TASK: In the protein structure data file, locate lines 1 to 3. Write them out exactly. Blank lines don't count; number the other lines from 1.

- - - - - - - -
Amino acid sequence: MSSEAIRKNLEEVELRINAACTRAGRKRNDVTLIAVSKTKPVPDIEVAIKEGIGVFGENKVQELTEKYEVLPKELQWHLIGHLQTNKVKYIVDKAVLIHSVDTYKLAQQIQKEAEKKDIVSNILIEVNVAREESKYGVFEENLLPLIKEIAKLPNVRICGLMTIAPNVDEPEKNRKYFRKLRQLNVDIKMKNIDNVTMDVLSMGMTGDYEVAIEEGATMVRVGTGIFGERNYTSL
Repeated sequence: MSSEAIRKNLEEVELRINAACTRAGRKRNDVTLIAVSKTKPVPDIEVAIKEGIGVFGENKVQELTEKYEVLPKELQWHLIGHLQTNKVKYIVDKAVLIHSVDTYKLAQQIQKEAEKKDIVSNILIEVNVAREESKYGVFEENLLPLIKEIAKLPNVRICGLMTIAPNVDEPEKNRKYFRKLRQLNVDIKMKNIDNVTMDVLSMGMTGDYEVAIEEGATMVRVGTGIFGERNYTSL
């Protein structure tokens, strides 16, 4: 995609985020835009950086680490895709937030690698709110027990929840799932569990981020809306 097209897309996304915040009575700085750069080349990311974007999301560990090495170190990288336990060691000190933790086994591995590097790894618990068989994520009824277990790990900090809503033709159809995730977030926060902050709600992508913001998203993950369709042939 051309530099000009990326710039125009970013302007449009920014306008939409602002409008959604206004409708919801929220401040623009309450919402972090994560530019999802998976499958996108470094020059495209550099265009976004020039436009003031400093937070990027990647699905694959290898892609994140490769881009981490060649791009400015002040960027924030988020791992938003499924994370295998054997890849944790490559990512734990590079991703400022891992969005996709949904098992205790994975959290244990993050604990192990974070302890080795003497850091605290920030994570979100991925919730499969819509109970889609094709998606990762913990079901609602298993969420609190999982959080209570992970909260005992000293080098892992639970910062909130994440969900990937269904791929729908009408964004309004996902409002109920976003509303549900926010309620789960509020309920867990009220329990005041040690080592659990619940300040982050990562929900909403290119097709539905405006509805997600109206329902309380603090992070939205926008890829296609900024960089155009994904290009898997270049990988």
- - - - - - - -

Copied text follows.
Amino acid sequence: MSSEAIRKNLEEVELRINAACTRAGRKRNDVTLIAVSKTKPVPDIEVAIKEGIGVFGENKVQELTEKYEVLPKELQWHLIGHLQTNKVKYIVDKAVLIHSVDTYKLAQQIQKEAEKKDIVSNILIEVNVAREESKYGVFEENLLPLIKEIAKLPNVRICGLMTIAPNVDEPEKNRKYFRKLRQLNVDIKMKNIDNVTMDVLSMGMTGDYEVAIEEGATMVRVGTGIFGERNYTSL
Repeated sequence: MSSEAIRKNLEEVELRINAACTRAGRKRNDVTLIAVSKTKPVPDIEVAIKEGIGVFGENKVQELTEKYEVLPKELQWHLIGHLQTNKVKYIVDKAVLIHSVDTYKLAQQIQKEAEKKDIVSNILIEVNVAREESKYGVFEENLLPLIKEIAKLPNVRICGLMTIAPNVDEPEKNRKYFRKLRQLNVDIKMKNIDNVTMDVLSMGMTGDYEVAIEEGATMVRVGTGIFGERNYTSL
């Protein structure tokens, strides 16, 4: 995609985020835009950086680490895709937030690698709110027990929840799932569990981020809306 097209897309996304915040009575700085750069080349990311974007999301560990090495170190990288336990060691000190933790086994591995590097790894618990068989994520009824277990790990900090809503033709159809995730977030926060902050709600992508913001998203993950369709042939 051309530099000009990326710039125009970013302007449009920014306008939409602002409008959604206004409708919801929220401040623009309450919402972090994560530019999802998976499958996108470094020059495209550099265009976004020039436009003031400093937070990027990647699905694959290898892609994140490769881009981490060649791009400015002040960027924030988020791992938003499924994370295998054997890849944790490559990512734990590079991703400022891992969005996709949904098992205790994975959290244990993050604990192990974070302890080795003497850091605290920030994570979100991925919730499969819509109970889609094709998606990762913990079901609602298993969420609190999982959080209570992970909260005992000293080098892992639970910062909130994440969900990937269904791929729908009408964004309004996902409002109920976003509303549900926010309620789960509020309920867990009220329990005041040690080592659990619940300040982050990562929900909403290119097709539905405006509805997600109206329902309380603090992070939205926008890829296609900024960089155009994904290009898997270049990988």